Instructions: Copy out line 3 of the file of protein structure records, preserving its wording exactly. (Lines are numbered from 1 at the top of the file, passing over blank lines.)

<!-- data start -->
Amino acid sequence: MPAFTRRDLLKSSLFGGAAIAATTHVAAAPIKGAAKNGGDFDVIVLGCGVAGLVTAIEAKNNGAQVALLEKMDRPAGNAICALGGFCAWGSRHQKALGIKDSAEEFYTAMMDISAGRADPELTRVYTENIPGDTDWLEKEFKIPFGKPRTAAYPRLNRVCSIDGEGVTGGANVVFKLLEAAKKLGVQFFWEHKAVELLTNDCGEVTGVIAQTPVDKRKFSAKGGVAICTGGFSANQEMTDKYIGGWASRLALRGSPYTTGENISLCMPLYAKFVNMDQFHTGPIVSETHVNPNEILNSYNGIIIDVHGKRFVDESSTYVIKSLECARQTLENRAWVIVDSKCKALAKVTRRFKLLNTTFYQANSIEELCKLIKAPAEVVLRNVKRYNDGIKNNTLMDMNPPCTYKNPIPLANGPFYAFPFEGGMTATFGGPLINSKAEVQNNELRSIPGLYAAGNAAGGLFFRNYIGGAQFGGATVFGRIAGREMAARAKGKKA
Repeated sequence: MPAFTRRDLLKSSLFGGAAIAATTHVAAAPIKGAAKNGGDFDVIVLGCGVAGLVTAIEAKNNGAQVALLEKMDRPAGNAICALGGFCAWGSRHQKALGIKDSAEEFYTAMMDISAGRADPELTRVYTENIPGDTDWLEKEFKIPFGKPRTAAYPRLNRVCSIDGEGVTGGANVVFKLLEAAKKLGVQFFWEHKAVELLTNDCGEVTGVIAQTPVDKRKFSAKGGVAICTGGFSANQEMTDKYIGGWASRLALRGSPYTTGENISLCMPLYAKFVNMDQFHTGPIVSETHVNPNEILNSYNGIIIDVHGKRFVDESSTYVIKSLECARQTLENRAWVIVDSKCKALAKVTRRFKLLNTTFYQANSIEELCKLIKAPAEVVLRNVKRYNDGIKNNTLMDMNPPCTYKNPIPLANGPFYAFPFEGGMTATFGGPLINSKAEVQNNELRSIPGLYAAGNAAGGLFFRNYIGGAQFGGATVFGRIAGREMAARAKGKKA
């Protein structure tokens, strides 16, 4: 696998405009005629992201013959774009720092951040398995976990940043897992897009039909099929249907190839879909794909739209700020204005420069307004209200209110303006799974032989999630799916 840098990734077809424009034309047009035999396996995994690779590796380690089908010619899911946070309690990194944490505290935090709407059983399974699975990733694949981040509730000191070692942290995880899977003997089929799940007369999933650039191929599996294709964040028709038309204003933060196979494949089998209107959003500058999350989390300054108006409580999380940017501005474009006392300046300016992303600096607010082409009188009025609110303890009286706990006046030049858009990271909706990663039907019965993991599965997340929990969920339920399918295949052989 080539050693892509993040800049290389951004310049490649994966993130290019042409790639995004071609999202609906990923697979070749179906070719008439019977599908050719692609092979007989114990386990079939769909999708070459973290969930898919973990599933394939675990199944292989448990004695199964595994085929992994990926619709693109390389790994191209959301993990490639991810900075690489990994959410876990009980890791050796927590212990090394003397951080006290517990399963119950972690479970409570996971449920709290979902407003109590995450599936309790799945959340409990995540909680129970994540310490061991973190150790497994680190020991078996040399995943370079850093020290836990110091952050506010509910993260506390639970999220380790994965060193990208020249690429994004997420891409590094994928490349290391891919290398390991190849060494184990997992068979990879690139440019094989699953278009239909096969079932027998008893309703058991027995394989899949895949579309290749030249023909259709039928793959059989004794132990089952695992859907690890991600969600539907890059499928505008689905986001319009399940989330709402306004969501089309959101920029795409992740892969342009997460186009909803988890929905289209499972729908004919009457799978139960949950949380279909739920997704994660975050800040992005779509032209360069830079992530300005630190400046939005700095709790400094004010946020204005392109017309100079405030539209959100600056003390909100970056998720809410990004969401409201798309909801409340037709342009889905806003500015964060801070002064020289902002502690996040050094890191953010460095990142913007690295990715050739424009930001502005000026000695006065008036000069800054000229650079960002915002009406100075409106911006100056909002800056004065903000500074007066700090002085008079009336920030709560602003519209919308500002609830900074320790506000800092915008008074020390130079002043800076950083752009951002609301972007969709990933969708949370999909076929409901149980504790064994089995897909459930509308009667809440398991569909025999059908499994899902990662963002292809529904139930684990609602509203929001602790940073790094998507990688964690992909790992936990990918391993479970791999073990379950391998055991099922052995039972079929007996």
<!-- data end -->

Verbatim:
């Protein structure tokens, strides 16, 4: 696998405009005629992201013959774009720092951040398995976990940043897992897009039909099929249907190839879909794909739209700020204005420069307004209200209110303006799974032989999630799916 840098990734077809424009034309047009035999396996995994690779590796380690089908010619899911946070309690990194944490505290935090709407059983399974699975990733694949981040509730000191070692942290995880899977003997089929799940007369999933650039191929599996294709964040028709038309204003933060196979494949089998209107959003500058999350989390300054108006409580999380940017501005474009006392300046300016992303600096607010082409009188009025609110303890009286706990006046030049858009990271909706990663039907019965993991599965997340929990969920339920399918295949052989 080539050693892509993040800049290389951004310049490649994966993130290019042409790639995004071609999202609906990923697979070749179906070719008439019977599908050719692609092979007989114990386990079939769909999708070459973290969930898919973990599933394939675990199944292989448990004695199964595994085929992994990926619709693109390389790994191209959301993990490639991810900075690489990994959410876990009980890791050796927590212990090394003397951080006290517990399963119950972690479970409570996971449920709290979902407003109590995450599936309790799945959340409990995540909680129970994540310490061991973190150790497994680190020991078996040399995943370079850093020290836990110091952050506010509910993260506390639970999220380790994965060193990208020249690429994004997420891409590094994928490349290391891919290398390991190849060494184990997992068979990879690139440019094989699953278009239909096969079932027998008893309703058991027995394989899949895949579309290749030249023909259709039928793959059989004794132990089952695992859907690890991600969600539907890059499928505008689905986001319009399940989330709402306004969501089309959101920029795409992740892969342009997460186009909803988890929905289209499972729908004919009457799978139960949950949380279909739920997704994660975050800040992005779509032209360069830079992530300005630190400046939005700095709790400094004010946020204005392109017309100079405030539209959100600056003390909100970056998720809410990004969401409201798309909801409340037709342009889905806003500015964060801070002064020289902002502690996040050094890191953010460095990142913007690295990715050739424009930001502005000026000695006065008036000069800054000229650079960002915002009406100075409106911006100056909002800056004065903000500074007066700090002085008079009336920030709560602003519209919308500002609830900074320790506000800092915008008074020390130079002043800076950083752009951002609301972007969709990933969708949370999909076929409901149980504790064994089995897909459930509308009667809440398991569909025999059908499994899902990662963002292809529904139930684990609602509203929001602790940073790094998507990688964690992909790992936990990918391993479970791999073990379950391998055991099922052995039972079929007996």